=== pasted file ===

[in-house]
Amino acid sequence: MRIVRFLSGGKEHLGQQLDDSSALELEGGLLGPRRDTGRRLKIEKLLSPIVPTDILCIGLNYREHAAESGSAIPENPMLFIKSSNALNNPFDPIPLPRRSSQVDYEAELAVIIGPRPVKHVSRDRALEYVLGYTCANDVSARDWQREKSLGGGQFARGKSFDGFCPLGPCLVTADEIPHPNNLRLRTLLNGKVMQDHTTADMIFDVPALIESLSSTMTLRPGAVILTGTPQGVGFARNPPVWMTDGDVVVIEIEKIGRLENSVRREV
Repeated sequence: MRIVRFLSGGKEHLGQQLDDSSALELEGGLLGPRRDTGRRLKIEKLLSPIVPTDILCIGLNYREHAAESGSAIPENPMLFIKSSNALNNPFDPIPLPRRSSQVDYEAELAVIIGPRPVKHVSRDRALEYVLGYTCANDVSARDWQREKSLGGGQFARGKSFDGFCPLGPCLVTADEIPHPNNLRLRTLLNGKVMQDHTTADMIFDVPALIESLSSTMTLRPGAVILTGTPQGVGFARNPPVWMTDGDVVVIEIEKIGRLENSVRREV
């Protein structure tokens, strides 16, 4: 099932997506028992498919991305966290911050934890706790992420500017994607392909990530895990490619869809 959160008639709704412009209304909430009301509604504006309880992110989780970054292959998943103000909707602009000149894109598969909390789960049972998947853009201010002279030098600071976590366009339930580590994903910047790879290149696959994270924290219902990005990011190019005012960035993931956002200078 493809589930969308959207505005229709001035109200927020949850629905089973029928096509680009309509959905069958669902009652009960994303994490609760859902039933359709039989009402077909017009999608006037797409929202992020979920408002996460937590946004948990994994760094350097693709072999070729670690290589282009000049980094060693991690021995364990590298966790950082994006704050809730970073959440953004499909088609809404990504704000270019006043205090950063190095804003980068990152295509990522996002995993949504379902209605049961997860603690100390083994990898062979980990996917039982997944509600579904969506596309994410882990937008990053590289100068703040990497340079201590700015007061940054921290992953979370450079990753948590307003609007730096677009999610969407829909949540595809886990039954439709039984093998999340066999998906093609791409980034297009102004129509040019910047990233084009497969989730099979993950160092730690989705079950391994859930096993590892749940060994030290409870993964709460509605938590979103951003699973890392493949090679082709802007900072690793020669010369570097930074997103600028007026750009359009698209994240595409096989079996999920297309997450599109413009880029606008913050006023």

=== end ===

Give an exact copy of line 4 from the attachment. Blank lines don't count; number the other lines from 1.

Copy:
């Protein structure tokens, strides 16, 4: 099932997506028992498919991305966290911050934890706790992420500017994607392909990530895990490619869809 959160008639709704412009209304909430009301509604504006309880992110989780970054292959998943103000909707602009000149894109598969909390789960049972998947853009201010002279030098600071976590366009339930580590994903910047790879290149696959994270924290219902990005990011190019005012960035993931956002200078 493809589930969308959207505005229709001035109200927020949850629905089973029928096509680009309509959905069958669902009652009960994303994490609760859902039933359709039989009402077909017009999608006037797409929202992020979920408002996460937590946004948990994994760094350097693709072999070729670690290589282009000049980094060693991690021995364990590298966790950082994006704050809730970073959440953004499909088609809404990504704000270019006043205090950063190095804003980068990152295509990522996002995993949504379902209605049961997860603690100390083994990898062979980990996917039982997944509600579904969506596309994410882990937008990053590289100068703040990497340079201590700015007061940054921290992953979370450079990753948590307003609007730096677009999610969407829909949540595809886990039954439709039984093998999340066999998906093609791409980034297009102004129509040019910047990233084009497969989730099979993950160092730690989705079950391994859930096993590892749940060994030290409870993964709460509605938590979103951003699973890392493949090679082709802007900072690793020669010369570097930074997103600028007026750009359009698209994240595409096989079996999920297309997450599109413009880029606008913050006023």